Review: 'Better Call Saul' - 'Mijo': Breaking = bad
A review of tonight's "Better Call Saul!" coming up just as soon as I take off the space blanket...
"Wow, you got a mouth on you." -Tuco
Our second "Better Call Saul" installment is really two episodes in one: a long resolution of the Tuco fiasco, followed by Jimmy trying to get his act together to avoid ever being in a situation like that again.
The former suggests a "Breaking Bad" rehash filtered through the personality of the new main character, while, the latter suggests... something else. And given that the episode ends with Jimmy being approached by Tuco's pal Nacho, it's not clear yet which version of the show will be triumphant.
What is clear even at this early stage, though, is how entertaining it is to watch Jimmy try to talk himself out of trouble again and again.
So, yes, the trip to the desert is a vintage Walter White scene, with a Walter White villain — in a nice touch, he's also referred to by a different (nick)name, the Spanish term of affection Mijo, just like Saul/Jimmy — but there is a Jimmy McGill resolution to it. He doesn't have the scientific acumen, doesn't have the force of will, nor the surprising physical strength of which our last ABQ leading man was capable. What he has, as Tuco notes, is a mouth that is locked, loaded and ready to spray out a full clip of bullshit at a moment's notice. As he bakes under the New Mexico sun, worrying at various points about his own life and the survival of the twins, he's called upon to give the greatest performance of his life to date, relying not only on his gift for gab, but this ability to take any audience member, even one as stupid as Tuco(**), where he wants them to go. Same setting, same villain, completely different show. It's a treat.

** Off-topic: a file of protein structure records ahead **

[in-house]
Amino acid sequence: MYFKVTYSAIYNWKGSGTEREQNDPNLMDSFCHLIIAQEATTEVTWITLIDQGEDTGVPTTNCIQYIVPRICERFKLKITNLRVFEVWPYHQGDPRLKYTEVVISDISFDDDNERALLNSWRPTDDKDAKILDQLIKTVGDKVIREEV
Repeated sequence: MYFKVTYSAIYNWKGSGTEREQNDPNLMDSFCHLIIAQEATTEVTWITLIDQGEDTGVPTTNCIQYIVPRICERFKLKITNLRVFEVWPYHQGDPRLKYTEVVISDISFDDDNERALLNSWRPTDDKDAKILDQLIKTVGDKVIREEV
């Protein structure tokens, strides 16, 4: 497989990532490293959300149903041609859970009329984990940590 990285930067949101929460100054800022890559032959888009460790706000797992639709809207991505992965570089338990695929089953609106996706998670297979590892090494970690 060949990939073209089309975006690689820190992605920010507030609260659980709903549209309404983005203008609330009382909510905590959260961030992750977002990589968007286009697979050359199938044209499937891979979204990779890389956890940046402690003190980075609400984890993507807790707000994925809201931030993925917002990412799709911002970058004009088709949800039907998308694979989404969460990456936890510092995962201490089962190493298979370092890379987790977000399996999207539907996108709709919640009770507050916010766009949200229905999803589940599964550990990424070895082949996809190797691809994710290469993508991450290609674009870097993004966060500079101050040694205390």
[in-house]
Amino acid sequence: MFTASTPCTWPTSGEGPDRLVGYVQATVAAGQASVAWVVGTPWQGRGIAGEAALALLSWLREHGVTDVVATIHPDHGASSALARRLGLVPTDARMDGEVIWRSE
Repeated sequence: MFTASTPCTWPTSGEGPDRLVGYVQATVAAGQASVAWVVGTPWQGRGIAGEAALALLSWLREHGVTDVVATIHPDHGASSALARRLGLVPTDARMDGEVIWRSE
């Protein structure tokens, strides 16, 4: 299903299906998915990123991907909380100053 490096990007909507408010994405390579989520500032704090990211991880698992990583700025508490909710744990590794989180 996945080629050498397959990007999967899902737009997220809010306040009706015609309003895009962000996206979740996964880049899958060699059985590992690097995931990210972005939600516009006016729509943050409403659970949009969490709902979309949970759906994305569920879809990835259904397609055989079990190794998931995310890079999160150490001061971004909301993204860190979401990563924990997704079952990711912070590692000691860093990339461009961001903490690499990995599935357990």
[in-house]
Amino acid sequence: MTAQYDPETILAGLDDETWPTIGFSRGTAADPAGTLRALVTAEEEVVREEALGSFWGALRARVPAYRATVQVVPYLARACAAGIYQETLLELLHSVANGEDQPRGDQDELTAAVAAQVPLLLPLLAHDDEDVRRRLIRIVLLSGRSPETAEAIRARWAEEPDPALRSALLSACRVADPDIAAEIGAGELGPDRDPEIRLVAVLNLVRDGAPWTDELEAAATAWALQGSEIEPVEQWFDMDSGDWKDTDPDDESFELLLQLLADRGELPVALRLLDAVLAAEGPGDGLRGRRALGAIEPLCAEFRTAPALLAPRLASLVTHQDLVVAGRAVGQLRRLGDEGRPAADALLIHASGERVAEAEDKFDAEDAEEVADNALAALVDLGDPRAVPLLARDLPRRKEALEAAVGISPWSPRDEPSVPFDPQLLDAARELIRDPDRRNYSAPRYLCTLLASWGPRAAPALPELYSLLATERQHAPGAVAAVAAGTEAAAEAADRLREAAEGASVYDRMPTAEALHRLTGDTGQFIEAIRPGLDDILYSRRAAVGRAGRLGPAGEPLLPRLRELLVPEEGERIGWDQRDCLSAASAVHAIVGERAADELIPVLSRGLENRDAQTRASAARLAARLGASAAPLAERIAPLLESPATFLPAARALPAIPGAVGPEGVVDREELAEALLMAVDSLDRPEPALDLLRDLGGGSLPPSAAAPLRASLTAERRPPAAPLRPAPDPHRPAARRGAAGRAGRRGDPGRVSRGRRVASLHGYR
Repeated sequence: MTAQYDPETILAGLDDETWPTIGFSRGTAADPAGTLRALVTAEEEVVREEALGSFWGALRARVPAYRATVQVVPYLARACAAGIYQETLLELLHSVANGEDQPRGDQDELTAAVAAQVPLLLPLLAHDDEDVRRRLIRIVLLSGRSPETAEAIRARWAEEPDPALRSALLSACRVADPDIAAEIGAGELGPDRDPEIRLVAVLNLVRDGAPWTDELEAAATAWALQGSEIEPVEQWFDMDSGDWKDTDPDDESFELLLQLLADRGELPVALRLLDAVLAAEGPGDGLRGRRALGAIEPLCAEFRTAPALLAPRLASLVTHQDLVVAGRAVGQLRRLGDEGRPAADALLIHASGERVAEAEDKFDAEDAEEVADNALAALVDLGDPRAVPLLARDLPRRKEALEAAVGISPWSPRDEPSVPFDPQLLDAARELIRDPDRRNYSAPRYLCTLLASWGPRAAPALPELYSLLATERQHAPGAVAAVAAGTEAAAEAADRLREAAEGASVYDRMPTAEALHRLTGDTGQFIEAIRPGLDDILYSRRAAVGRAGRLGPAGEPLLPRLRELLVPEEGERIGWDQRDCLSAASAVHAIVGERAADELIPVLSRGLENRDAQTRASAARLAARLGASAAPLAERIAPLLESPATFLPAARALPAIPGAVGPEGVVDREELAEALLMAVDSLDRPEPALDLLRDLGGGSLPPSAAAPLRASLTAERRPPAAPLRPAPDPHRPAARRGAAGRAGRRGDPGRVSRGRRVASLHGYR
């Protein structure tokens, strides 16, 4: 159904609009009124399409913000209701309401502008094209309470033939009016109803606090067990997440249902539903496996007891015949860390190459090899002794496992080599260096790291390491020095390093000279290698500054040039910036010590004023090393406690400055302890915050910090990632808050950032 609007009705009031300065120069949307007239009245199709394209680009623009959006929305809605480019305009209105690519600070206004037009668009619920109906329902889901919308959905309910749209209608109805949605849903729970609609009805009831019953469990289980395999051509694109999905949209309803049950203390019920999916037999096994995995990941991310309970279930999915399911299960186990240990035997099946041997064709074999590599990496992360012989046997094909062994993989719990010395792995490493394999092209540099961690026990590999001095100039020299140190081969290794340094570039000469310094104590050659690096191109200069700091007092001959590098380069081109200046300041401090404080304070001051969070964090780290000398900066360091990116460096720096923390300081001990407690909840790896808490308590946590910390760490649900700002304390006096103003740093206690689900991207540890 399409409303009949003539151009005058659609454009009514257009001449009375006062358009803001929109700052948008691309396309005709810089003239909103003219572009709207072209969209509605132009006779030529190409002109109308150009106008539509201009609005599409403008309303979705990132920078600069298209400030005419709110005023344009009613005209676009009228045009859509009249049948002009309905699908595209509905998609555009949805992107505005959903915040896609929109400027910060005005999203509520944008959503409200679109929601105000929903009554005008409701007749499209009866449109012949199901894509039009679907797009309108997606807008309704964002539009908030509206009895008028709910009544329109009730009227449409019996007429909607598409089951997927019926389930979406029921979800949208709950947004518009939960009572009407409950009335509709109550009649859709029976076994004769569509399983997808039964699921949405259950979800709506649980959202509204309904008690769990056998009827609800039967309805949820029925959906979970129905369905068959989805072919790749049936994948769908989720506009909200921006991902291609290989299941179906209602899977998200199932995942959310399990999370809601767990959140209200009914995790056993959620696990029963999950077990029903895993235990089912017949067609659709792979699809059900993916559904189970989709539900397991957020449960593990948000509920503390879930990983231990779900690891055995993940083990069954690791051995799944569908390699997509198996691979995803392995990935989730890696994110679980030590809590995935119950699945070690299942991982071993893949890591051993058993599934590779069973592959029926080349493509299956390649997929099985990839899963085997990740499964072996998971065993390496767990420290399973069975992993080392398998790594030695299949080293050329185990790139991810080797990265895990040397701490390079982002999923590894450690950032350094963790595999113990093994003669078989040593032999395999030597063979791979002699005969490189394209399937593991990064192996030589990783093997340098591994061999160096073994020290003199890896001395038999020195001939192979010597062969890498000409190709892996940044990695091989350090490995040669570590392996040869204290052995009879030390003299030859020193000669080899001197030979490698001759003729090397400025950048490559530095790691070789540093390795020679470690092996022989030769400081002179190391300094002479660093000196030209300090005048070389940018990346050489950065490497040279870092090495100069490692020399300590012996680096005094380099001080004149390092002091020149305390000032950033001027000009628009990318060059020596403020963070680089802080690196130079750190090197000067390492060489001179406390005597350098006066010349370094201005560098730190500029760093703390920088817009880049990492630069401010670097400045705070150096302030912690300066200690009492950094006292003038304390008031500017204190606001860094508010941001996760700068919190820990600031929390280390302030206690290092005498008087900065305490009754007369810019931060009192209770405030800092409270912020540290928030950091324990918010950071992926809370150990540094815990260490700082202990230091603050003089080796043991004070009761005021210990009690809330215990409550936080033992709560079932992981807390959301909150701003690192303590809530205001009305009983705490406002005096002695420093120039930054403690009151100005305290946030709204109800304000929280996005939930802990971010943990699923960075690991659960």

(*) Tuco's cousins weren't identical twins like these clowns, but with a Salamanca family member present, it's hard not to think of the skaters as the pathetic "Saul" comic relief counterparts of Leonel and Marco.
(**) Tuco's "Breaking Bad" appearances suggested that using his own product had fried his brain, but this is a younger and less altered Tuco, yet he's still a violent moron.